China Launches Property Rescue Package to Stabilize Ailing Housing Sector

China introduced a comprehensive property rescue package late last week in an effort to support its struggling property market. 

The measures include reduced down payment ratios, the removal of the mortgage rate floor, and a 300 billion yuan (US$4.1 billion) re-lending facility by the People’s Bank of China (PBOC) to enable state-owned enterprises (SOE) to purchase unsold homes. 

Despite being the most aggressive measure by authorities to date, analysts remain cautious about whether the rescue package would be enough. For starters, the inventory of unsold property is massive: estimated to be at 28 trillion yuan (US$3.9 trillion) by Barclays and at 30 trillion yuan (US$4.1 trillion) by Goldman Sachs.

Via the Financial Times

“The new property measures are unlikely to deal with the full overhang of unsold homes given the PBOC’s new facility’s initial size,” Mansoor Mohi-uddin, chief economist of the Bank of Singapore said in a note. “But the aid is likely to be scaled up if it proves successful.”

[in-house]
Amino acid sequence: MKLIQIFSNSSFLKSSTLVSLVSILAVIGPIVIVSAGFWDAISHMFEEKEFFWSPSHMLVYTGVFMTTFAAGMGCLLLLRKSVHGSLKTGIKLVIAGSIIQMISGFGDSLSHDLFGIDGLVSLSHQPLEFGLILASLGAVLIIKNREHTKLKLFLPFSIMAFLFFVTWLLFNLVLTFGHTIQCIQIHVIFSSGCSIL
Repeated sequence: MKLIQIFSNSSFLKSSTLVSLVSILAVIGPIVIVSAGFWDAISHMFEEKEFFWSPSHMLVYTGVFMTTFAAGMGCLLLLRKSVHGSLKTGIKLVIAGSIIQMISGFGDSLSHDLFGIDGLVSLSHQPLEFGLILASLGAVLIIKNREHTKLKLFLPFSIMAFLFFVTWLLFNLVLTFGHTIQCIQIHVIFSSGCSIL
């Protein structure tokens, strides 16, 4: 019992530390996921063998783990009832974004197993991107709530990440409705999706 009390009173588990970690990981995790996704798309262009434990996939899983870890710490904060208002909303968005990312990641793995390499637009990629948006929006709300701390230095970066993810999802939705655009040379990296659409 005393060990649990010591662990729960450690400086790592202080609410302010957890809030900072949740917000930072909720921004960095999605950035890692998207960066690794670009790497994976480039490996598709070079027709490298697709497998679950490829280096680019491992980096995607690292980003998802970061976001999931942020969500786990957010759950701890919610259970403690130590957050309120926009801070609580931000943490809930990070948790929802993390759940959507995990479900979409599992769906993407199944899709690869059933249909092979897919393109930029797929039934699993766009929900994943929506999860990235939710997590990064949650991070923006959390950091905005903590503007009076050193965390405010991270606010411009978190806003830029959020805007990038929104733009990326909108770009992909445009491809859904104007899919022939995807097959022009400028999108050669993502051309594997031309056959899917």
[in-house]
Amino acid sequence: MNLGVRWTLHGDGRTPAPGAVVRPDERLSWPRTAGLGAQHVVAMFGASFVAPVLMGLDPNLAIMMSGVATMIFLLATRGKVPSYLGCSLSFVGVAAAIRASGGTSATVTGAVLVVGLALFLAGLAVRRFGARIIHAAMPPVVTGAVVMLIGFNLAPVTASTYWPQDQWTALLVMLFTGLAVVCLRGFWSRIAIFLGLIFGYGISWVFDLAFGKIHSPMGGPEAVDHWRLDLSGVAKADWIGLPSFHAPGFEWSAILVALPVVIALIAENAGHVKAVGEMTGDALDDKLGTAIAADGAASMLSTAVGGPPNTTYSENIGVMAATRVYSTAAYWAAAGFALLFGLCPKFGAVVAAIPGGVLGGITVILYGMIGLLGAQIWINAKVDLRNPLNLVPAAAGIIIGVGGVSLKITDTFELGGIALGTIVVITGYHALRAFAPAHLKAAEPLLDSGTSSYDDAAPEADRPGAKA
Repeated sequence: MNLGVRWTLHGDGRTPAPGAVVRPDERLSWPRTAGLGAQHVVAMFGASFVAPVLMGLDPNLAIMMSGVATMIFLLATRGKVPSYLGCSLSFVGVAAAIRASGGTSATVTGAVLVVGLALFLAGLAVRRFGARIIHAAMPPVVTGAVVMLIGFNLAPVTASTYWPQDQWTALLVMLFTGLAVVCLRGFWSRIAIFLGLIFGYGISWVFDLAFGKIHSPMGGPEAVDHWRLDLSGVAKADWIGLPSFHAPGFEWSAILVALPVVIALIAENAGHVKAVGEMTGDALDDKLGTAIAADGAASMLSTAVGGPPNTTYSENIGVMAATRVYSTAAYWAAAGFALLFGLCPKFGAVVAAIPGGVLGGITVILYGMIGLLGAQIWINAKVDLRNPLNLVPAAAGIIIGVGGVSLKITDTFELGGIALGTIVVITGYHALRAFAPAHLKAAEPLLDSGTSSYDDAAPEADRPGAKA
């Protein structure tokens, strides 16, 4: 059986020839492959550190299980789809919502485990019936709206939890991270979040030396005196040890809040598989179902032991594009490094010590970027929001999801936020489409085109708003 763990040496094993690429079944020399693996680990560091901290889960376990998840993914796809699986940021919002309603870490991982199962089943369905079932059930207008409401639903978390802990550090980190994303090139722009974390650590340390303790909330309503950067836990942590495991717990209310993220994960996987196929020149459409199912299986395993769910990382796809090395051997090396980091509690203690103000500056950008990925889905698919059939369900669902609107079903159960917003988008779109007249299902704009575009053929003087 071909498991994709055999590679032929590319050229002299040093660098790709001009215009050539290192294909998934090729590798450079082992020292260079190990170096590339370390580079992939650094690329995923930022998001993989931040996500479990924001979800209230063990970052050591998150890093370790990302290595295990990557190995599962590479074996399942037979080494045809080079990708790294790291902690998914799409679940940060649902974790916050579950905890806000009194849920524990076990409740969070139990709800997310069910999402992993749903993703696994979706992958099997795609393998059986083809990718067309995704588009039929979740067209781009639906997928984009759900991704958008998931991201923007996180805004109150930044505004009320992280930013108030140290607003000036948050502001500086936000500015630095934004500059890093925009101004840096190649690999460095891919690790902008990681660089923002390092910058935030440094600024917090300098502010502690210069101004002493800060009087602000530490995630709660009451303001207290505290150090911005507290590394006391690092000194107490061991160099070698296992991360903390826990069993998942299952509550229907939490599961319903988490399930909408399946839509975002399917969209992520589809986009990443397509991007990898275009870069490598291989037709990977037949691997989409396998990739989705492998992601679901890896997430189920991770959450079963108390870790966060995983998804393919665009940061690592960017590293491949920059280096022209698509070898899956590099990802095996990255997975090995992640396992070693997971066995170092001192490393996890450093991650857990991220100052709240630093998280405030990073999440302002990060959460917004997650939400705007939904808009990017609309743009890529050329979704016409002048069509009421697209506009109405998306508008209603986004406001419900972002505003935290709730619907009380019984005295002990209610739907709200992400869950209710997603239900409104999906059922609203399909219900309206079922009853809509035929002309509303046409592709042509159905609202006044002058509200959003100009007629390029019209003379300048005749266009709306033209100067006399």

This is compounded by weak sentiment among buyers, as private banks noted in this report from Finews Asia

“The issue in first-tier cities is weak sentiment, not overcapacity […] especially in good school districts and upper-middle-class areas,” UBP senior economist Carlos Casanova wrote in a recent note. 

Moreover, the rescue package may also introduce new risks into the system, even if it achieves its intended objectives. Casanova points out that while the policy addresses the problem of problematic inventories in third-tier cities, it could lead to capital misallocation and weakening fundamentals for SOEs and state banks.

Information for this story was found via the Financial Times, CNN, Finews Asia, and the sources and companies mentioned. The author has no securities or affiliations related to the organizations discussed. Not a recommendation to buy or sell. Always do additional research and consult a professional before purchasing a security. The author holds no licenses.

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